An executive order that Gov. Ned Lamont signed last week stands to help many essential workers who stayed at their posts during the lockdown of the state in the early days of the coronavirus pandemic.
This move — which will likely provide hundreds, possibly thousands, of frontline workers "presumptive eligibility" for workers’ compensation benefits if they contracted the virus while on the job during those days — is a responsible and reasonable way to recognize the unprecedented medical and economic crisis that has struck the state and the nation this year.
The governor made the decision after input from workers, unions and some state lawmakers, but fewer than one-third of states have enacted such a policy.
These are workers, deemed essential, who missed a day or more of work between March 10 and May 20 due to a diagnosis of COVID-19, or due to symptoms of COVID-19, contracted while at work. They were concerned that they had no guarantee they'd qualify for compensation to cover lost wages and their medical care.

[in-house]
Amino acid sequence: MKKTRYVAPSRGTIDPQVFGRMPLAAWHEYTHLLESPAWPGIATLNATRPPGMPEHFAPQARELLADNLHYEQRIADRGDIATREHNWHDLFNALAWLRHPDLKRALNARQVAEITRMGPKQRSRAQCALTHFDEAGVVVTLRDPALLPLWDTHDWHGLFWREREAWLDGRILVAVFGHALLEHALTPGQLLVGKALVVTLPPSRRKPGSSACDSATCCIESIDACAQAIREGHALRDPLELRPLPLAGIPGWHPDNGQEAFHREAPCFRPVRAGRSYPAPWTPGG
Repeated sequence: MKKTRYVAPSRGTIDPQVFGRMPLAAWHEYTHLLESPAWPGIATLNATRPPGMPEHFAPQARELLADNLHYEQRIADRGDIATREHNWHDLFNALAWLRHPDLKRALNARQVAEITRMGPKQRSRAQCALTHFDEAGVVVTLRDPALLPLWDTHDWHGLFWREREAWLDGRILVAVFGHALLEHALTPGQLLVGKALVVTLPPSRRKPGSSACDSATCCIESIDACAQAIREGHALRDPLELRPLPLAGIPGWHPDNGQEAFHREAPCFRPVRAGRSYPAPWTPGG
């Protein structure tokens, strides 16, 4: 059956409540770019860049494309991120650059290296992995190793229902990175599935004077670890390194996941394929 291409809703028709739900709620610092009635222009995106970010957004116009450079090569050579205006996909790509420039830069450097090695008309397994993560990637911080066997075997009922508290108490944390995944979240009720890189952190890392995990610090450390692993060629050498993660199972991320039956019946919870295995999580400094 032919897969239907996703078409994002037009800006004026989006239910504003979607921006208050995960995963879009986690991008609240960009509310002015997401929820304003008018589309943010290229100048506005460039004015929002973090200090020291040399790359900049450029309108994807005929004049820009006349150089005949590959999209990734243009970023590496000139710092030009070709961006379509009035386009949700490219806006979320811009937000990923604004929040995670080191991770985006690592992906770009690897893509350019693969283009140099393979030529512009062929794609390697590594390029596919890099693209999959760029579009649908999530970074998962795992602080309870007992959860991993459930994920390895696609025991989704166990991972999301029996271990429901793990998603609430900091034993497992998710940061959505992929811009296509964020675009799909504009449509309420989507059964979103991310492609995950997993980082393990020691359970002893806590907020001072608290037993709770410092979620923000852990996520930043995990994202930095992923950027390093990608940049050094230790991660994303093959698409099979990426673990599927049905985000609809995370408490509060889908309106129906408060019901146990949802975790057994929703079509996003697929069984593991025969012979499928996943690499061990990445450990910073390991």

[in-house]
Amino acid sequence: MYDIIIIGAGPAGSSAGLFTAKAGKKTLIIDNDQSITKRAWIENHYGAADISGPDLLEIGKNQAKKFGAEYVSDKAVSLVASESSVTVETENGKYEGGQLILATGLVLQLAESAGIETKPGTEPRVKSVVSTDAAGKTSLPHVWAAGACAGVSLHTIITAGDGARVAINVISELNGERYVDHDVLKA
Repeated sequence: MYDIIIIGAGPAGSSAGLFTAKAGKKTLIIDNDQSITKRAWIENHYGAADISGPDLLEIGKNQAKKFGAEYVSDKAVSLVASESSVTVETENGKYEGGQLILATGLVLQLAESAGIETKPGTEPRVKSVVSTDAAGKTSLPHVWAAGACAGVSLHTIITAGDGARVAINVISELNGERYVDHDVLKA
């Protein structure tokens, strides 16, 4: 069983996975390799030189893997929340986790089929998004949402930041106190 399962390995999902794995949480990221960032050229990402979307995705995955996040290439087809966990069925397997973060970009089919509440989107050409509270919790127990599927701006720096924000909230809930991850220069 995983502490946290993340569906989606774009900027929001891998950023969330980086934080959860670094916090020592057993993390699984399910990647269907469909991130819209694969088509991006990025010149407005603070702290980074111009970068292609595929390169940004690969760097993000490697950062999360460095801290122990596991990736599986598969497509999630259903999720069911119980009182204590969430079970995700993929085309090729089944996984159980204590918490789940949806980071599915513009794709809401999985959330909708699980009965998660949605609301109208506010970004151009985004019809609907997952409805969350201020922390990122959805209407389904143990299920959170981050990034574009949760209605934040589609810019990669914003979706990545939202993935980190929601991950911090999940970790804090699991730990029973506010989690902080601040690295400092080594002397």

Sal Luciano, president of the Connecticut AFL-CIO, told The Associated Press that the order “finally shows some appreciation for the exceptionally challenging jobs” that Connecticut's essential workers were forced to do while risking their exposure to the coronavirus while Lamont's stay-at-home order was in place.
“Our state owes a debt to all of the health care professionals, grocery store clerks, and other essential workers who served vital roles during the earliest and darkest stages of this public health crisis,” Lamont said in a written statement.